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Family and rock stars paid tribute to Motorhead frontman Lemmy at his funeral in Los Angeles.

Lemmy, who was born Ian Fraser Kilmister in Burslem, Stoke-on-Trent, died on December 28 at the age of 70, just two days after discovering he had an “extremely aggressive cancer”.

Motorhead drummer Mikkey Dee, Foo Fighters’ Dave Grohl, and Slash from Guns N’ Roses all spoke at the service.

Fans were asked not to attend but a live stream was put on YouTube.

A photograph of Motorhead was on display at the service chapel, together with a bank of speakers, Lemmy’s boots and an urn shaped like the singer’s trademark black brimmed hat.

The service at Forest Lawn Memorial Cemetery began with an introduction by the band’s manager Todd Singerman, who welcomed guests to the “celebration of Lemmy’s life”.

The singer’s son Paul Inder recalled his father’s life as a “stage warrior” and “free spirit”.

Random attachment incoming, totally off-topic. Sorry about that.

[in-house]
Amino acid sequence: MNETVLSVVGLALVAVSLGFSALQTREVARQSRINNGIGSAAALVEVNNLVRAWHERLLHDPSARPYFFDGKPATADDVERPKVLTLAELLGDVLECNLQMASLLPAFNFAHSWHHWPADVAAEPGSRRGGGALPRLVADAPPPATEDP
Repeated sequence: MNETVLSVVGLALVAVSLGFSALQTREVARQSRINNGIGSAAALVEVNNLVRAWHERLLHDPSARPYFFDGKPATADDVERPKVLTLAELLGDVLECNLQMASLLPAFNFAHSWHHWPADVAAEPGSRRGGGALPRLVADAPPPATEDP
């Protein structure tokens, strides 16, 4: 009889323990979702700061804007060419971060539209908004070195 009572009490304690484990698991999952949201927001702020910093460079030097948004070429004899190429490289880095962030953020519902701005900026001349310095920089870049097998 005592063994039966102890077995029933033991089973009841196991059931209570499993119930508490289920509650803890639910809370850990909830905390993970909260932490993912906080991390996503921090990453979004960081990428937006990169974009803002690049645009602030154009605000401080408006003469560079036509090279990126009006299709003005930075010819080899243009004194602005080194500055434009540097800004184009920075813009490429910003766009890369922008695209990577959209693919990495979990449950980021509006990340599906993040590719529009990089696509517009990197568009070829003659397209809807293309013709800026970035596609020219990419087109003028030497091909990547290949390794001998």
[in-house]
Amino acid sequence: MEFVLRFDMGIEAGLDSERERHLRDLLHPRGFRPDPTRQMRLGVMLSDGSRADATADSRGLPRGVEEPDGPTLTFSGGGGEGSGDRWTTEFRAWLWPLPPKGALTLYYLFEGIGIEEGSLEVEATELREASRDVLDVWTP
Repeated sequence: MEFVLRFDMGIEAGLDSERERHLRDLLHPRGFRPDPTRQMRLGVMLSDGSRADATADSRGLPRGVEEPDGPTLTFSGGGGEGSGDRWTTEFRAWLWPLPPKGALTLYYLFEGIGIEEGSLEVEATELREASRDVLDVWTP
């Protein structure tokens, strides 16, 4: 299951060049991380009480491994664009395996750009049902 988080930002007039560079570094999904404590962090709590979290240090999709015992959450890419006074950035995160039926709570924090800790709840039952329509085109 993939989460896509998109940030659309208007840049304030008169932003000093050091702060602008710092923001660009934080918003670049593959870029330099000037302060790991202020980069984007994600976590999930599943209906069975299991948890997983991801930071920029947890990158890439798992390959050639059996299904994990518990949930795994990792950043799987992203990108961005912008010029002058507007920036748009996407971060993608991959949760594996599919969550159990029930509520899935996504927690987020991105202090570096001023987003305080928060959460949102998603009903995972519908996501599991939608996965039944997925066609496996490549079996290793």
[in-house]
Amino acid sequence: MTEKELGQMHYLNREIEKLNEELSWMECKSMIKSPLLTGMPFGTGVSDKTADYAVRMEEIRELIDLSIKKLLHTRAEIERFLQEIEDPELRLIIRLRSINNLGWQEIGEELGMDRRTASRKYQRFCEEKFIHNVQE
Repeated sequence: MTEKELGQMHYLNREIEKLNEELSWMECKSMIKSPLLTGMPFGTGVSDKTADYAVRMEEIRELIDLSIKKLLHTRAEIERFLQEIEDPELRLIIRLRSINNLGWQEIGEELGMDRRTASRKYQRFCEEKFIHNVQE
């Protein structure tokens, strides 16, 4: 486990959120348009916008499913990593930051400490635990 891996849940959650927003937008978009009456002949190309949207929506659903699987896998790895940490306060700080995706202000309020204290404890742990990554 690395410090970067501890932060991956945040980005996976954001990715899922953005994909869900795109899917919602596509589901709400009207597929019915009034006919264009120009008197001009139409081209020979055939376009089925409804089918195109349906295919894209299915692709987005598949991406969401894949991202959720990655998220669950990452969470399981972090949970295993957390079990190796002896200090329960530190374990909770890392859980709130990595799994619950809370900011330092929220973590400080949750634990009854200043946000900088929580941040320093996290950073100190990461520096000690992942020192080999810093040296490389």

Lemmy, who lived in Los Angeles, had “felt something was wrong” in August 2015 and appeared frail, Paul Inder said.Lemmy funeral

“He wasn’t a religious man and praying for a miracle was something he would have viewed as a delusional act, but he was profoundly spiritual,” he said.

“Travel well, my dear father. You are back out on the road for a longest tour to the great gig in the sky.”

Guns N’ Roses guitarist Slash told the service: “Lemmy was somebody I just feel so honored to have been friends with. He lived his life the way he wanted to… his music and personality will last forever.”

The service also heard from Robert Trujillo and Lars Ulrich from Metallica, Judas Priest singer Rob Halford and Anthrax frontman Scott Ian.

It ended with an emotional speech from Dave Grohl in which he recalled his first meeting with Lemmy more than 20 years ago. He described him as “my hero… the one true rock ‘n’ roller” but also someone who “set such a great example because he was so kind to everyone”.